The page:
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Bebop Spoken There

Jeremy Pelt: "In my experience, the hottest player on the scene is almost always the most annoying motherfucker on the scene because they know that they're hot." - (DownBeat June 2019).

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2019 Parliamentary Jazz Awards

The voting is open between now and May 31 to enable site visitors to nominate their choices in the various categories of this year's APPJAG awards which can be done here.
BSH was very proud to be nominated and to win the 2018 Media Award and hope we can have your support again this year.

Today Sunday May 19

Afternoon

Jazz

Anth Purdy: Swing Jazz Guitar - Blyth Battery, The Links, Blyth NE24 3PQ. 10:00am-4:00pm. Free. 'Blyth Battery Goes to War Weekend'.

Vieux Carré Hot 4 - Spanish City, Spanish City Plaza, Whitley Bay NE26 1BG. 12 noon. Free.

Musicians Unlimited - Park Inn, Park Road, Hartlepool TS26 9HU. Tel: 01429 233126. 1:00pm (doors 12 noon). Free.

Alice Grace & Ben Helm - Bonbar, Fenkle St., Newcastle NE1 5XU. Tel: 0191 232 8695. 1:30pm.

Jazz Social - Charts, Quayside, Newcastle NE1 3DX. Tel: 0191 338 7989. 4:00pm. Free. Jam session with house trio (James Harrison, piano).

Blues

Memphis Cruisers - Billy Bootleggers, Nelson St., Newcastle NE1 5AN. 3:00pm. Free.

Archie Brown & the Young Bucks - The Schooner, South Shore Road, Gateshead NE8 3AF. 5:00pm. Free.

Evening

Jazz

Sue Ferris Quintet - Black Bull, Bridge St., Blaydon NE21 4JJ. Tel: 0191 414 2846. 7:30pm. £7.00. Blaydon Jazz Club.

Philip Clouts Quartet - The Globe, Railway St., Newcastle NE4 7AD. 7:30pm. £10.00 (£7.00 student).

To the best of our knowledge, details of the above events are correct but may be subject to alteration.

Tuesday, October 08, 2013

Interview with Jane Monheit

(Interview by Lance)
BSH: Hello Jane, lovely to know you'll soon be back with us and looking forward to hearing you again in the UK. I'm going to ask you a question you must have heard many times -Who inspired you in your early days before you developed this distinct, identifiable style you have now?
JM: Most of the great jazz singers have influenced me in one way or another, and many of the great musical theater singers have as well. I'd say the strongest influences were Ella Fitzgerald and Judy Garland.
BSH: You've got a new album out,  The Heart of the Matter. It’s a change of direction for you, is that right?
JM: Not really. I've always recorded a lot of non-standard repertoire, starting with my second album in 2001. I've also worked with Gil before, and nearly all of the musicians involved, including my touring trio which is featured heavily on the album. All of my albums have a slight shift in the vibe while retaining my musical core and highlighting my strongest values as a musician…this one shifts contemporary, but it's still very much a Jane record.

BSH: The number of women jazz singers seems to multiply each year. Even going way back, the women singers have always outnumbered the men. Do you think it’s possibly because women can express the raw emotions of unrequited love, rejection better than men? – you know the ‘a man ain’t supposed to cry’ syndrome.
JM: I don't think that's necessarily why…I think a record company may be more likely to market a female because of the obvious aesthetic there. It's much easier to make money off of a female artist with a sexy image, whether real or created. The male singers exist, they just are signed and marketed a little more rarely than the women. And when they are, we usually end up with a lot of Sinatra clones, because that's easily marketable as well. It's a business, after all. Of course, now, in the internet age, there are so many other ways to discover great new artists now…we don't have to just buy what's aggressively sold to us. I think we'll see more of a balance in the coming years because of that, including a more diverse range of artists becoming successful. It's already happening.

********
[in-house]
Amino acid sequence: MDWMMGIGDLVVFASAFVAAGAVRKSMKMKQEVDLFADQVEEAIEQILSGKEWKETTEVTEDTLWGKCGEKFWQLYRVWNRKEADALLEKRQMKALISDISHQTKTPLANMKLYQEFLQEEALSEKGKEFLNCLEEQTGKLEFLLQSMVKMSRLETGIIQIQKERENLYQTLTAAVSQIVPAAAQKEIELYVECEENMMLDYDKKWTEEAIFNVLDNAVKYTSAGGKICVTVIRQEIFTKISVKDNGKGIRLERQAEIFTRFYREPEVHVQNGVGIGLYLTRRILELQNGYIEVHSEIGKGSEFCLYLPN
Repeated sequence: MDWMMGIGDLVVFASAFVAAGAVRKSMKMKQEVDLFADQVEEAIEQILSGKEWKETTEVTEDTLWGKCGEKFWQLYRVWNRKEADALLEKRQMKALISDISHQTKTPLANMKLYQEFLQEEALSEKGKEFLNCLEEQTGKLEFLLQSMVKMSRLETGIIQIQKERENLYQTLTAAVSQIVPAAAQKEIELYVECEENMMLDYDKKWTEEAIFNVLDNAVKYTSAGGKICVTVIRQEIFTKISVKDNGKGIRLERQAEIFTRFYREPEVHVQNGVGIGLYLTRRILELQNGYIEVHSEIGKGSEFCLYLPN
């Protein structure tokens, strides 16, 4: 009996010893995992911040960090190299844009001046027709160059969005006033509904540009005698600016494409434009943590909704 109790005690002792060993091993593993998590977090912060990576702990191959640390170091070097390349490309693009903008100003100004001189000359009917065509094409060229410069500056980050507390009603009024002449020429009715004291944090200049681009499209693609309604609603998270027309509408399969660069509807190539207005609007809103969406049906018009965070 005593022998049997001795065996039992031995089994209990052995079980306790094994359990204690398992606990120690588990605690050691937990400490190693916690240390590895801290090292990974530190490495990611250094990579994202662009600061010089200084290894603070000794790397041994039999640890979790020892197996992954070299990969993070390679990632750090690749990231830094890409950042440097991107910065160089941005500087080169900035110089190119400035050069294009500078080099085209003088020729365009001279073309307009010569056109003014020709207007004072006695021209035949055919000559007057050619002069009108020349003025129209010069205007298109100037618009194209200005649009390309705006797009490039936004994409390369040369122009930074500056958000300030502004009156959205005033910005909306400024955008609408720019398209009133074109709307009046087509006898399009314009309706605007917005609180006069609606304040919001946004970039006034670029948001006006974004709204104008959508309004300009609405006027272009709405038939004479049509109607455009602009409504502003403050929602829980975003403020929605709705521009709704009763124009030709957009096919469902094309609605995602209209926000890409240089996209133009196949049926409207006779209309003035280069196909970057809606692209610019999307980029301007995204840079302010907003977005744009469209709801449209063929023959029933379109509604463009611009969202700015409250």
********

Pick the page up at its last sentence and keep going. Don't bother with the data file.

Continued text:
BSH: You have such a rich rounded voice it suggests a classical background…
JM: I have no classical voice background. Good training is good training regardless of genre.

BSH: I note clarinet listed amongst your attributes. Do you still play it?
JM: No. An emphatic no.

BSH: I came across a live set on YouTube of you singing with the Les Paul Trio at the Iridium in New York. That must have been a rare experience.
JM: I play with them all the time. Les passed away several years ago; the remaining trio still plays the gig and I sit in occasionally. It's just a regular NY thing, really.

BSH: You have your husband,  Rick Montalbano Jr. on drums. This obviously must work but are there not occasions when domestic matters effect your professional relationship? I know some musicians who need the space a gig gives them to get away from their partner!
JM: Seriously, everyone seems to want me to say there is drama in my marriage because we work together. I've been asked this literally countless times. My marriage is solid as a rock, onstage and off, and if it wasn't that's no one's business either!! We play together because we're a good musical match, not because we're married.

BSH: Where are you off to after your London dates?
JM: Home to NYC for a run at the Blue Note, one of our homes away from home. We always have a wonderful time there.

BSH: Thank you Jane I’ll look forward to catching one of your shows.

JM: Thanks and see you then!
Lance.

1 comment :

LIz said...

enjoyed that Lance, well done, you sure do get around!
Liz

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